Medical doctors don't need to undergo a near-death experience to better engage with patients. What they need is empathy, says a pulmonary disease specialist who learned first-hand.
It took her own near-death experience in 2008 for Rana L.A. Awdish, MD, to comprehend the gulf in empathy that exist between hospital staff and the patients in their charge.
Awdish, who specializes in pulmonary disease, critical care medicine, and internal medicine at Henry Ford Health System in Detroit, MI, details her experience in a recent essay in the New England Journal of Medicine.
She spoke with HealthLeaders Media about the need for understanding the patient perspective. The following is a lightly edited transcript.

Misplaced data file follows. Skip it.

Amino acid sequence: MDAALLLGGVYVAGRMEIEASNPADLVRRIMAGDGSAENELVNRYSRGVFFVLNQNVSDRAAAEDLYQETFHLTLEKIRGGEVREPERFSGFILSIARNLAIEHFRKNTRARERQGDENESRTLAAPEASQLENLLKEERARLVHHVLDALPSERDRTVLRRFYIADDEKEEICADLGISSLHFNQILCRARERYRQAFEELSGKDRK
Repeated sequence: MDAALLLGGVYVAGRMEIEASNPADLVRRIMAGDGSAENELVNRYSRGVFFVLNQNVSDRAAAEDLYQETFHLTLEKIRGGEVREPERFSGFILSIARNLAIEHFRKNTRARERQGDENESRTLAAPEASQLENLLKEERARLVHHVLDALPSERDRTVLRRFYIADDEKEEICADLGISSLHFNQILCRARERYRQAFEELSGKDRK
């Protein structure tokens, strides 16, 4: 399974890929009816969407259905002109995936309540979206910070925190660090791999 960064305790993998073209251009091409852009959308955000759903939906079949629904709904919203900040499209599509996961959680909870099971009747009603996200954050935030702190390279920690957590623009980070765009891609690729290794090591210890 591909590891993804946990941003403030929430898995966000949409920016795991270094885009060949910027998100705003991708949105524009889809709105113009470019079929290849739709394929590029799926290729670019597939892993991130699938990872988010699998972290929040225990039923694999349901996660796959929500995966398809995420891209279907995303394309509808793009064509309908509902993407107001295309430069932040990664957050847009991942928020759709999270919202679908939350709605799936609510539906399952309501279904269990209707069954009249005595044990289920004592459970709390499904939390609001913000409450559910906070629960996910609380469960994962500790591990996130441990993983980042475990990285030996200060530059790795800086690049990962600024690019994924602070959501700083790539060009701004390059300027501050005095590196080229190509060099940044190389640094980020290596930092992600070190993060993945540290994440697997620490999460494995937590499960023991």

HLM: What is needed to understand the patient perspective?
Awdish: You don't need a near-death experience. What you need is empathy. Physicians have many things that they have to tend to every day. We cut back on those conversations that connect us with our patients. That is a mistake.
All of that is reciprocal and it's why we went into medicine in the first place. But we are at risk of demoting that on the list of things that are important in the day, just because of the many demands placed on us.
In every encounter, center yourself with your patient and try to understand from their perspective what they are going through, because that is the first step of empathy, taking the perspective of another person.
John Commins is a senior editor at HealthLeaders.